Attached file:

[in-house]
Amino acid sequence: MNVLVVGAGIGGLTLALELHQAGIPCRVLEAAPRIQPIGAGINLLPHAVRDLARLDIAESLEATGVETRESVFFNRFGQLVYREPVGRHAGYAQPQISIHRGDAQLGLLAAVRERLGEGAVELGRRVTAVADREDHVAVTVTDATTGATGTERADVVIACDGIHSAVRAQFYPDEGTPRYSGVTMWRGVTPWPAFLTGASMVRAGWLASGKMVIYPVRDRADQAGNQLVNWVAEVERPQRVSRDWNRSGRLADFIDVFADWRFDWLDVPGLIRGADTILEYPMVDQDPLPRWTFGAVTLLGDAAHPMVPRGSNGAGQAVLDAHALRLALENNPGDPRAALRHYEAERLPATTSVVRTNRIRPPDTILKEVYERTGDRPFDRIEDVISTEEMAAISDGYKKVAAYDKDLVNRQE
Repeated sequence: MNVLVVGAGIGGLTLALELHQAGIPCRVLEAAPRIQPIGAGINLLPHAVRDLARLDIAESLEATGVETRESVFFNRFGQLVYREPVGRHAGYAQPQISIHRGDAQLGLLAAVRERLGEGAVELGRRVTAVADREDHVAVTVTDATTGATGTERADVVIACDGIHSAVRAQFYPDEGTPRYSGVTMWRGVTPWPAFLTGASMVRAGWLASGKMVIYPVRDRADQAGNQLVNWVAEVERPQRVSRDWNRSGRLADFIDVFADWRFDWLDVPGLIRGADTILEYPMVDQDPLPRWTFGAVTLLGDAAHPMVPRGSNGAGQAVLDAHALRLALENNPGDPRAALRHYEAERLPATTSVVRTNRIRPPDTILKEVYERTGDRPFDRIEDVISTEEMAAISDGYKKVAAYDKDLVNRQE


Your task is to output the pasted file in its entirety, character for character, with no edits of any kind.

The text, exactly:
[in-house]
Amino acid sequence: MNVLVVGAGIGGLTLALELHQAGIPCRVLEAAPRIQPIGAGINLLPHAVRDLARLDIAESLEATGVETRESVFFNRFGQLVYREPVGRHAGYAQPQISIHRGDAQLGLLAAVRERLGEGAVELGRRVTAVADREDHVAVTVTDATTGATGTERADVVIACDGIHSAVRAQFYPDEGTPRYSGVTMWRGVTPWPAFLTGASMVRAGWLASGKMVIYPVRDRADQAGNQLVNWVAEVERPQRVSRDWNRSGRLADFIDVFADWRFDWLDVPGLIRGADTILEYPMVDQDPLPRWTFGAVTLLGDAAHPMVPRGSNGAGQAVLDAHALRLALENNPGDPRAALRHYEAERLPATTSVVRTNRIRPPDTILKEVYERTGDRPFDRIEDVISTEEMAAISDGYKKVAAYDKDLVNRQE
Repeated sequence: MNVLVVGAGIGGLTLALELHQAGIPCRVLEAAPRIQPIGAGINLLPHAVRDLARLDIAESLEATGVETRESVFFNRFGQLVYREPVGRHAGYAQPQISIHRGDAQLGLLAAVRERLGEGAVELGRRVTAVADREDHVAVTVTDATTGATGTERADVVIACDGIHSAVRAQFYPDEGTPRYSGVTMWRGVTPWPAFLTGASMVRAGWLASGKMVIYPVRDRADQAGNQLVNWVAEVERPQRVSRDWNRSGRLADFIDVFADWRFDWLDVPGLIRGADTILEYPMVDQDPLPRWTFGAVTLLGDAAHPMVPRGSNGAGQAVLDAHALRLALENNPGDPRAALRHYEAERLPATTSVVRTNRIRPPDTILKEVYERTGDRPFDRIEDVISTEEMAAISDGYKKVAAYDKDLVNRQE